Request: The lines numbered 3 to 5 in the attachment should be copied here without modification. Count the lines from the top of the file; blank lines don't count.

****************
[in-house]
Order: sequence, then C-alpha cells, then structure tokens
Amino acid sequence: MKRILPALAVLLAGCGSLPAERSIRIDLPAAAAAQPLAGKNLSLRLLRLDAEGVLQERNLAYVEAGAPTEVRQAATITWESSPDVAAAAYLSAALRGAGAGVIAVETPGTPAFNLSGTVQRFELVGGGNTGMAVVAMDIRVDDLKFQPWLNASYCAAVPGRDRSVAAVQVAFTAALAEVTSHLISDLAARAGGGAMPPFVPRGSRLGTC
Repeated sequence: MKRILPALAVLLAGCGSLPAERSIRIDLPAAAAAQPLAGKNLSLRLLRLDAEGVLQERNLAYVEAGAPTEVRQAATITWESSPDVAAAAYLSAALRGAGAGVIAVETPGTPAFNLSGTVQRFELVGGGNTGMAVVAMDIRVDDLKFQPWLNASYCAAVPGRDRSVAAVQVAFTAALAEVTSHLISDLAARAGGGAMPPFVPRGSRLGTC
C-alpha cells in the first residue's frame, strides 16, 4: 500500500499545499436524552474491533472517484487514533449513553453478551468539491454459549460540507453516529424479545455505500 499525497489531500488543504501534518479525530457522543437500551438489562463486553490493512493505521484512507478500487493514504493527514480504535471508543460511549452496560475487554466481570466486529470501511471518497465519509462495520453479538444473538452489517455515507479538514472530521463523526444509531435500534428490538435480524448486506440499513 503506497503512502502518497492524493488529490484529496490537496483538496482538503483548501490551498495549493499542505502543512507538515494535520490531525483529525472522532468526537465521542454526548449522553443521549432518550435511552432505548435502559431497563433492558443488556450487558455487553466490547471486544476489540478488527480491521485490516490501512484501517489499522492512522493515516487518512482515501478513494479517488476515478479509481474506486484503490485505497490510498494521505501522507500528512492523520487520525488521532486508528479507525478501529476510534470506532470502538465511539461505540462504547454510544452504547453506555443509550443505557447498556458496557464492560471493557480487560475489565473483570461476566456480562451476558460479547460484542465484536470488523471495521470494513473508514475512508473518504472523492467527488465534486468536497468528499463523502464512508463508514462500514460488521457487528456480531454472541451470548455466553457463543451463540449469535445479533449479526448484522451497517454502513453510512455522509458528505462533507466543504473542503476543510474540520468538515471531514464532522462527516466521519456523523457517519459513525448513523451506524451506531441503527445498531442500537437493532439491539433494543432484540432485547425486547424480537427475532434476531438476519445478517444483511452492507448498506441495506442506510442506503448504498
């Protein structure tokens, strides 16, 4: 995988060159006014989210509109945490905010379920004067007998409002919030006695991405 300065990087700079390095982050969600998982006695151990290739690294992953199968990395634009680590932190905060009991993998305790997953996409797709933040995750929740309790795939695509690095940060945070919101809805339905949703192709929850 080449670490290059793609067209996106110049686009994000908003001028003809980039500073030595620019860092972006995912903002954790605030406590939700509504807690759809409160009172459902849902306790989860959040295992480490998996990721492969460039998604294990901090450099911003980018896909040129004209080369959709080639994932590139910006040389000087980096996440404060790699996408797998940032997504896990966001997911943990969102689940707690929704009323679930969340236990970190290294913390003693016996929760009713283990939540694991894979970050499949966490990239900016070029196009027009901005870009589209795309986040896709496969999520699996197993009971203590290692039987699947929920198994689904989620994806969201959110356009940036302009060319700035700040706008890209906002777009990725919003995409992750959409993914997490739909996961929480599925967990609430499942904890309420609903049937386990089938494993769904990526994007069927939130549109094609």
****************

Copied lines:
Amino acid sequence: MKRILPALAVLLAGCGSLPAERSIRIDLPAAAAAQPLAGKNLSLRLLRLDAEGVLQERNLAYVEAGAPTEVRQAATITWESSPDVAAAAYLSAALRGAGAGVIAVETPGTPAFNLSGTVQRFELVGGGNTGMAVVAMDIRVDDLKFQPWLNASYCAAVPGRDRSVAAVQVAFTAALAEVTSHLISDLAARAGGGAMPPFVPRGSRLGTC
Repeated sequence: MKRILPALAVLLAGCGSLPAERSIRIDLPAAAAAQPLAGKNLSLRLLRLDAEGVLQERNLAYVEAGAPTEVRQAATITWESSPDVAAAAYLSAALRGAGAGVIAVETPGTPAFNLSGTVQRFELVGGGNTGMAVVAMDIRVDDLKFQPWLNASYCAAVPGRDRSVAAVQVAFTAALAEVTSHLISDLAARAGGGAMPPFVPRGSRLGTC
C-alpha cells in the first residue's frame, strides 16, 4: 500500500499545499436524552474491533472517484487514533449513553453478551468539491454459549460540507453516529424479545455505500 499525497489531500488543504501534518479525530457522543437500551438489562463486553490493512493505521484512507478500487493514504493527514480504535471508543460511549452496560475487554466481570466486529470501511471518497465519509462495520453479538444473538452489517455515507479538514472530521463523526444509531435500534428490538435480524448486506440499513 503506497503512502502518497492524493488529490484529496490537496483538496482538503483548501490551498495549493499542505502543512507538515494535520490531525483529525472522532468526537465521542454526548449522553443521549432518550435511552432505548435502559431497563433492558443488556450487558455487553466490547471486544476489540478488527480491521485490516490501512484501517489499522492512522493515516487518512482515501478513494479517488476515478479509481474506486484503490485505497490510498494521505501522507500528512492523520487520525488521532486508528479507525478501529476510534470506532470502538465511539461505540462504547454510544452504547453506555443509550443505557447498556458496557464492560471493557480487560475489565473483570461476566456480562451476558460479547460484542465484536470488523471495521470494513473508514475512508473518504472523492467527488465534486468536497468528499463523502464512508463508514462500514460488521457487528456480531454472541451470548455466553457463543451463540449469535445479533449479526448484522451497517454502513453510512455522509458528505462533507466543504473542503476543510474540520468538515471531514464532522462527516466521519456523523457517519459513525448513523451506524451506531441503527445498531442500537437493532439491539433494543432484540432485547425486547424480537427475532434476531438476519445478517444483511452492507448498506441495506442506510442506503448504498